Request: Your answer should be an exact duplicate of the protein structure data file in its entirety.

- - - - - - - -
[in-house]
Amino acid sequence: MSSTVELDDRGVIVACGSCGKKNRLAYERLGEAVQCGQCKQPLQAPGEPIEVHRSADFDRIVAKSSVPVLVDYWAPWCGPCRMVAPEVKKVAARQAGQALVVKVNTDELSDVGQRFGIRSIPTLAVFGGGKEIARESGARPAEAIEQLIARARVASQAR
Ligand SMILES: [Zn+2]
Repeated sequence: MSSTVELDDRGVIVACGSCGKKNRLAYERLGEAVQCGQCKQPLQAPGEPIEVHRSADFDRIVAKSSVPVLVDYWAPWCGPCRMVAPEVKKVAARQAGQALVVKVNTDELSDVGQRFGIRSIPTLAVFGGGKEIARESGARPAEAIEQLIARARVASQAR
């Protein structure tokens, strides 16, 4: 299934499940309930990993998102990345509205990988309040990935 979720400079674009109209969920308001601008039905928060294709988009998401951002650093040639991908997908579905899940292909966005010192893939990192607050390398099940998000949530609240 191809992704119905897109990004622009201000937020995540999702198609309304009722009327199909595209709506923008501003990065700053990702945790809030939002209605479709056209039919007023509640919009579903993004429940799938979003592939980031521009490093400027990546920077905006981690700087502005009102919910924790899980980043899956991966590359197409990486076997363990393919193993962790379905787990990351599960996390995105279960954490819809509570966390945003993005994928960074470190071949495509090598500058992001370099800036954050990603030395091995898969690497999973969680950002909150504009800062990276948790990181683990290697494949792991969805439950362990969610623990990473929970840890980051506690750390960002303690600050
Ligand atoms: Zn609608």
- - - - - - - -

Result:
[in-house]
Amino acid sequence: MSSTVELDDRGVIVACGSCGKKNRLAYERLGEAVQCGQCKQPLQAPGEPIEVHRSADFDRIVAKSSVPVLVDYWAPWCGPCRMVAPEVKKVAARQAGQALVVKVNTDELSDVGQRFGIRSIPTLAVFGGGKEIARESGARPAEAIEQLIARARVASQAR
Ligand SMILES: [Zn+2]
Repeated sequence: MSSTVELDDRGVIVACGSCGKKNRLAYERLGEAVQCGQCKQPLQAPGEPIEVHRSADFDRIVAKSSVPVLVDYWAPWCGPCRMVAPEVKKVAARQAGQALVVKVNTDELSDVGQRFGIRSIPTLAVFGGGKEIARESGARPAEAIEQLIARARVASQAR
């Protein structure tokens, strides 16, 4: 299934499940309930990993998102990345509205990988309040990935 979720400079674009109209969920308001601008039905928060294709988009998401951002650093040639991908997908579905899940292909966005010192893939990192607050390398099940998000949530609240 191809992704119905897109990004622009201000937020995540999702198609309304009722009327199909595209709506923008501003990065700053990702945790809030939002209605479709056209039919007023509640919009579903993004429940799938979003592939980031521009490093400027990546920077905006981690700087502005009102919910924790899980980043899956991966590359197409990486076997363990393919193993962790379905787990990351599960996390995105279960954490819809509570966390945003993005994928960074470190071949495509090598500058992001370099800036954050990603030395091995898969690497999973969680950002909150504009800062990276948790990181683990290697494949792991969805439950362990969610623990990473929970840890980051506690750390960002303690600050
Ligand atoms: Zn609608």